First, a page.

Although the algorithm is primitive, it performs very well because it takes advantage of the physics of the problem. Once the system is so near the minimum that the potential energy surface is approximately quadratic it becomes advantageous to switch to a minimization method with quadratic convergence, such as Conjugate Gradient or Quasi Newton.

SciPy optimizers

SciPy provides a number of optimizers. An interface module for a couple of these have been written for ASE. Most notable are the optimizers SciPyFminBFGS and SciPyFminCG. These are called with the regular syntax and can be imported as:

from ase.optimize.sciopt import SciPyFminBFGS, SciPyFminCG
class ase.optimize.sciopt.SciPyFminBFGS(atoms, logfile=’-‘, trajectory=None, callback_always=False, alpha=70.0, master=None, force_consistent=None)[source]

Quasi-Newton method (Broydon-Fletcher-Goldfarb-Shanno)

Initialize object

Parameters:

atoms: Atoms object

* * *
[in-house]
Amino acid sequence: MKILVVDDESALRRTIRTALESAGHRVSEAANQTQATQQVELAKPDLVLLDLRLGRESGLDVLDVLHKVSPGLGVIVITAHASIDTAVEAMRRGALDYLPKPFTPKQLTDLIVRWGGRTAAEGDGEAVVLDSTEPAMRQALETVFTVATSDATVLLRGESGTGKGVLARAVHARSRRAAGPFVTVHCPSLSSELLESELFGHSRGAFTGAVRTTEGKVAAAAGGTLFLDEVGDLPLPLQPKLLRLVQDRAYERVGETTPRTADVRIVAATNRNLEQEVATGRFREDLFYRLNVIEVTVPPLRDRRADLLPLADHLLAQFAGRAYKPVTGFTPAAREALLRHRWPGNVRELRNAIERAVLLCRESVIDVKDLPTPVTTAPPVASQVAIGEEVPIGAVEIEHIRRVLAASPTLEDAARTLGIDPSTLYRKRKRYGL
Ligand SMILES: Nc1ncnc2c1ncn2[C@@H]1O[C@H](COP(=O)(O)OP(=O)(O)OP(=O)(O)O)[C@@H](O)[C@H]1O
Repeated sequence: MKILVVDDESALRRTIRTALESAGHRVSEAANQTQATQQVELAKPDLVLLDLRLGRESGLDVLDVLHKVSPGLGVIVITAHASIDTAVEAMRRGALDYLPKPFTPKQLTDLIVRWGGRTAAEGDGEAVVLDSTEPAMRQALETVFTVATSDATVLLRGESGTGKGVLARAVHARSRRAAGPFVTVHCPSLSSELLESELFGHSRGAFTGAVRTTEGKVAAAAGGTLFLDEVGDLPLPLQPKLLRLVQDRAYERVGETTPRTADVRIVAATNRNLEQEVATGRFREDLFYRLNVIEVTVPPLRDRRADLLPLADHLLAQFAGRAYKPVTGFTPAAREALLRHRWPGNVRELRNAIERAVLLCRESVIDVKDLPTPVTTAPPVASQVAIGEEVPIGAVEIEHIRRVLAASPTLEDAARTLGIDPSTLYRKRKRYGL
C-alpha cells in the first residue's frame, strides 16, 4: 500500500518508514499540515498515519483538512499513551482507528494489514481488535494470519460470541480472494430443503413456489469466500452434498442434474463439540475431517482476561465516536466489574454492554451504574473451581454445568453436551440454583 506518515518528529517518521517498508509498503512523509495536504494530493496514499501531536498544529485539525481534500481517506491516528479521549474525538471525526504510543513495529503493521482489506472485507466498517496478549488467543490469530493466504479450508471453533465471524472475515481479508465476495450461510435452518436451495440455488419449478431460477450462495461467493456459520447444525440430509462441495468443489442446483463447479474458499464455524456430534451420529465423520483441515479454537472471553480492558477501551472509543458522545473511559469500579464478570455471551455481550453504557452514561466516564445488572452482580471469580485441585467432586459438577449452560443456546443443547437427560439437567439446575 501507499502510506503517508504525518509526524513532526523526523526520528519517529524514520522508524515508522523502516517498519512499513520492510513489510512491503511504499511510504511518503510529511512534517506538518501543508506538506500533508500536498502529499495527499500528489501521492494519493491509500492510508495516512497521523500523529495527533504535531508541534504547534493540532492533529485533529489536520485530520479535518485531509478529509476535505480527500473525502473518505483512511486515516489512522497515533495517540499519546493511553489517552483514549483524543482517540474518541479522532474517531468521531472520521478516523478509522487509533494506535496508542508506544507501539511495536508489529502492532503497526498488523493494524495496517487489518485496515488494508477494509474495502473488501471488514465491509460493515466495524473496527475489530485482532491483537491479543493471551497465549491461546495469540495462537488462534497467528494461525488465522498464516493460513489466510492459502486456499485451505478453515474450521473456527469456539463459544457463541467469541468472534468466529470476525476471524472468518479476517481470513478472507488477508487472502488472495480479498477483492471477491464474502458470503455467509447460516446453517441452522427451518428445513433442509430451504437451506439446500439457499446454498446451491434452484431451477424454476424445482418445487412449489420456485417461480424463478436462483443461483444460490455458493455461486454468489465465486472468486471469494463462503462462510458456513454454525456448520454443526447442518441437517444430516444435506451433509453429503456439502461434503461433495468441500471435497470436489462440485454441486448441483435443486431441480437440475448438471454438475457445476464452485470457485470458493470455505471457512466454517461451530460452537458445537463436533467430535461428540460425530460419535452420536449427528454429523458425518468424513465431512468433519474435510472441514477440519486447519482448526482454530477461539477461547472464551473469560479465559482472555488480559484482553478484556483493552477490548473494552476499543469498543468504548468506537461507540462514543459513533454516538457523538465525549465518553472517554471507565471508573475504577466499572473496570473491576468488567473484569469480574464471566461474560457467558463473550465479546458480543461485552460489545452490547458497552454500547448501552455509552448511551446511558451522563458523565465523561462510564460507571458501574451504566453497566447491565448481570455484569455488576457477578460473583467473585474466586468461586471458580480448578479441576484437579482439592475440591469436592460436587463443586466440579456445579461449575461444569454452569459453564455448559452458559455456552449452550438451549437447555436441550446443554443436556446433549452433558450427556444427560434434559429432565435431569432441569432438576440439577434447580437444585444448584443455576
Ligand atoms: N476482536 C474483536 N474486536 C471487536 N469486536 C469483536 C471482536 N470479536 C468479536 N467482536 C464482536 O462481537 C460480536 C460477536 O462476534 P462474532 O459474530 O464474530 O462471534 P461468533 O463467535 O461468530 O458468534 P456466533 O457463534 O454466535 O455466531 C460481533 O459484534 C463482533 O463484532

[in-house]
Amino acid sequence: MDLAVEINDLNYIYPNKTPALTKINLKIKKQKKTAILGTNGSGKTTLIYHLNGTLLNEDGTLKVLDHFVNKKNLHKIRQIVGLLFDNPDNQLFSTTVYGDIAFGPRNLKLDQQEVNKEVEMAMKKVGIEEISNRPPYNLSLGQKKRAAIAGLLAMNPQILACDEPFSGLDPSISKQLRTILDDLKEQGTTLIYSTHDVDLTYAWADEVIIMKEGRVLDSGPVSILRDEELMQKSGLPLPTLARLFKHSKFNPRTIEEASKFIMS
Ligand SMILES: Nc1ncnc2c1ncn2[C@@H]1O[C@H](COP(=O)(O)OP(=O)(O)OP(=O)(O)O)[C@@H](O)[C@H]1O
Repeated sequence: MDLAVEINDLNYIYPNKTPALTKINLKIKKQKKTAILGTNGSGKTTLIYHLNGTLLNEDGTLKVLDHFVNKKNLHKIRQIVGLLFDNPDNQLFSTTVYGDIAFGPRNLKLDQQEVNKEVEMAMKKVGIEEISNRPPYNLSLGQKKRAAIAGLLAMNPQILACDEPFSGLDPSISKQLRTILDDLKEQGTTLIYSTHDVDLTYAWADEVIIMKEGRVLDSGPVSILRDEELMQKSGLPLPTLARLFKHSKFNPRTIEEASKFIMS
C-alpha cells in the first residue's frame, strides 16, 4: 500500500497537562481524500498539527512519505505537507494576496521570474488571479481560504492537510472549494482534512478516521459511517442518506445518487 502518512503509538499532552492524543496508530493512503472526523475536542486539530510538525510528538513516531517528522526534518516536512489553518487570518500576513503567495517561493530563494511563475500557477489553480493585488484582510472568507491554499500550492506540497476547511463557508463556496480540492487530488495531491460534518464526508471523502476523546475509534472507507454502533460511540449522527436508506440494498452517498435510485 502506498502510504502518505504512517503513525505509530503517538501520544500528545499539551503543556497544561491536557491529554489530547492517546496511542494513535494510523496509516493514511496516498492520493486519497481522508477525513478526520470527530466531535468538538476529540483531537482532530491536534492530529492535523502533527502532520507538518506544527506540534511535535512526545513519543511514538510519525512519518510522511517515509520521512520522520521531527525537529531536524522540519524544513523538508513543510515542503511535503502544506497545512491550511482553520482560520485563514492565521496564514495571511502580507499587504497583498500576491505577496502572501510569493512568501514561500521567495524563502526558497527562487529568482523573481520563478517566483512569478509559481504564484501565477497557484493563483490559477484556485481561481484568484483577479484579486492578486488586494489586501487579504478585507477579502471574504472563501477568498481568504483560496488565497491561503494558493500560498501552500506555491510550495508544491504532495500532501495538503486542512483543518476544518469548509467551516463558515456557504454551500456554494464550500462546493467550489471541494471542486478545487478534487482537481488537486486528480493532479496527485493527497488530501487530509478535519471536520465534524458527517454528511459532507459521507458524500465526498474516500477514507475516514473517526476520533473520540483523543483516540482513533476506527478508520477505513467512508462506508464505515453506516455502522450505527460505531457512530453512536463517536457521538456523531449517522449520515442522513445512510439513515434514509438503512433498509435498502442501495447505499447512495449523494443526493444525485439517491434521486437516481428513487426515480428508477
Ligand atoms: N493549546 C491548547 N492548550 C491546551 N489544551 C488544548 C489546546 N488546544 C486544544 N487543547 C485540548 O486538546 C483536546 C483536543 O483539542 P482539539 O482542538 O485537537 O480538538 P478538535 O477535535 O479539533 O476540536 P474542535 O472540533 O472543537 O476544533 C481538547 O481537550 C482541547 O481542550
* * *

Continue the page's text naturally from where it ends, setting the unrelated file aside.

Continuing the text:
The Atoms object to relax.
trajectory: string
Pickle file used to store trajectory of atomic movement.
logfile: file object or str
If logfile is a string, a file with that name will be opened. Use ‘-‘ for stdout.
callback_always: book
Should the callback be run after each force call (also in the linesearch)
alpha: float
Initial guess for the Hessian (curvature of energy surface). A conservative value of 70.0 is the default, but number of needed steps to converge might be less if a lower value is used. However, a lower value also means risk of instability.
master: boolean
Defaults to None, which causes only rank 0 to save files. If set to true, this rank will save files.
force_consistent: boolean or None
Use force-consistent energy calls (as opposed to the energy extrapolated to 0 K). By default (force_consistent=None) uses force-consistent energies if available in the calculator, but falls back to force_consistent=False if not.
class ase.optimize.sciopt.SciPyFminCG(atoms, logfile=’-‘, trajectory=None, callback_always=False, alpha=70.0, master=None, force_consistent=None)[source]

Non-linear (Polak-Ribiere) conjugate gradient algorithm

Initialize object

Parameters:

atoms: Atoms object
The Atoms object to relax.
trajectory: string
Pickle file used to store trajectory of atomic movement.
logfile: file object or str
If logfile is a string, a file with that name will be opened. Use ‘-‘ for stdout.